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PLANT–ANIMAL INTERACTIONS IN RANDOM ENVIRONMENTS: HABITAT-STAGE ELASTICITY, SEED PREDATORS, AND HURRICANES

PLANT–ANIMAL INTERACTIONS IN RANDOM ENVIRONMENTS: HABITAT-STAGE ELASTICITY, SEED PREDATORS, AND HURRICANES,10.1890/04-1187,Ecology,Carol C. Horvitz,Sh

PLANT–ANIMAL INTERACTIONS IN RANDOM ENVIRONMENTS: HABITAT-STAGE ELASTICITY, SEED PREDATORS, AND HURRICANES   (Citations: 20)
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When environments change stochastically, the question arises how to eval- uate the effects of a plant-animal interaction on the fitness of the plant, where plant fitness is measured by the stochastic growth rate. We develop the concept of habitat-stage elasticity, , which gives the proportional sensitivity of the stochastic growth rate to perturbations S E b of stage transition rates in each state ( b) of the habitat. We employ it to understand why a specialist gall-making seed predator has relatively low impact on the fitness of a sub- tropical shrub. The plant lives in a forest characterized by patchy, recurrent disturbances caused by hurricanes. Both predation rate and plant demography vary with canopy openness. In the most closed-canopy state, the seed predator destroys 90% of the fruits, and demo- graphic quality, the dominant eigenvalue of that state's matrix, is low, while in the most open-canopy state, predation is negligible and demographic quality high. The seed predator is locally extirpated by strong hurricanes, recolonization taking several years. The effect of the predator on the stochastic growth rate is negligible at both low and high hurricane frequency. Its effect peaks (6%) at an intermediate hurricane frequency. The stochastic growth rate varies in its sensitivity to the predator in different states of the habitat due to a product of two factors: the frequency of the state in the environment and the contribution of fecundity to its elasticity. The latter factor encapsulates the expected se- quence of future states of the habitat. In our system, the contribution of fecundity to elasticity of the darkest state increases with hurricane frequency, even though the probability of encountering that state decreases, because today's dark habitats are more likely to become lighter ones. The contribution of fecundity to the two lightest states does not vary with hurricane frequency. In contrast, its contribution in intermediate states at intermediate hurricane frequencies is most dynamic, since uncolonized states may become colonized states and insensitive states may become sensitive states. The effects of an animal on plant fitness is determined by the disturbance regime in addition to its impact on vital rates in each environmental state.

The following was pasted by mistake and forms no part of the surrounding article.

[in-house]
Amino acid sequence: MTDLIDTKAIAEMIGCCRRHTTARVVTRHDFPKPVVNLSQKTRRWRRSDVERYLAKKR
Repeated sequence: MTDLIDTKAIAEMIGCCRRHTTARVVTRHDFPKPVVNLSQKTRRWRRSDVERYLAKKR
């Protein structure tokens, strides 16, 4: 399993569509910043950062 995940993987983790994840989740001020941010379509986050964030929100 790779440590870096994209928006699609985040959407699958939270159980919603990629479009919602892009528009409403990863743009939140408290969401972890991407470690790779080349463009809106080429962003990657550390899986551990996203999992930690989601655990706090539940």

Journal: Ecology , vol. 86, no. 12, pp. 3312-3322, 2005
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    • ...Because all natural populations experience stochastic variation in vital rates, stochastic demography models (Tuljapurkar et al. 2003; Horvitz et al. 2005; Boyce et al. 2006; Gotelli and Ellison 2006) provide an appropriate framework for analyzing the effects of directional changes in environmental conditions and of changes in the disturbance regime on population dynamics...
    • ...To accommodate such shifts in vital rates, information about disturbance regime and rates of recovery after disturbance should be combined with data on the correlation between vital rates and environmental state in analysis of population dynamics (Horvitz et al. 2005)...
    • ...In this study, we employ a recently proposed method to predict population viability in environments that undergo directional change (Horvitz et al. 2005), based on the limited demographic and environmental data typically available for natural systems...
    • ...Horvitz, personal communication) and followed the methods suggested by Tuljapurkar et al. (2003) and Horvitz et al. (2005)...
    • ...individual life-history transitions for population growth rate (Caswell 2001; Horvitz et al. 2005)...
    • ...Habitat elasticity is the sum of all E S for a given habitat, and reflects its relative frequency (Horvitz et al. 2005)...
    • ...The magnitude of a given habitat-stage elasticity is a function of the habitat elasticity, and the relative contribution of individual lifehistory transition rates to the habitat elasticity (Horvitz et al. 2005)...

    Per Toränget al. Linking environmental and demographic data to predict future populatio...

    • ...In many ways, herbicide management is analogous to the impacts of natural disturbances, such as hurricanes (Horvitz, Tuljapurkar & Pascarella 2005), floods (Menges 1990) and fires (Schultz and Crone 1998; Menges and Quintana-Ascencio 2003)...

    Elizabeth E. Croneet al. Nontarget effects of broadleaf herbicide on a native perennial forb: a...

    • ...A ˚ berg 1992b; Benton and Grant 1996; Dixon et al. 1996; Caswell and Kaye 2001; Pavia et al. 2002; Tuljapurkar et al. 2003; Horvits et al. 2005; Smith et al. 2005; see also examples calculated from previously published results in Sect...

    Carl Johan Svenssonet al. Robustness in life history of the brown seaweed Ascophyllum nodosum (F...

    • ...McGraw & Furedi (2005) Panax quinquefolius deer grazing perennial herb D in l: 0.05 Horvitz et al. (2005) Ardisia escallonioides insect: flower gall perennial shrub D in l: 6% reduction in l under historic hurricane frequency Shea et al. (2005) Cirsium nutans biocontrol insects: prdsp and meristem damage monocarpic herb D in l: 0.662 and 1.1...

    John L. Maronet al. Herbivory: effects on plant abundance, distribution and population gro...

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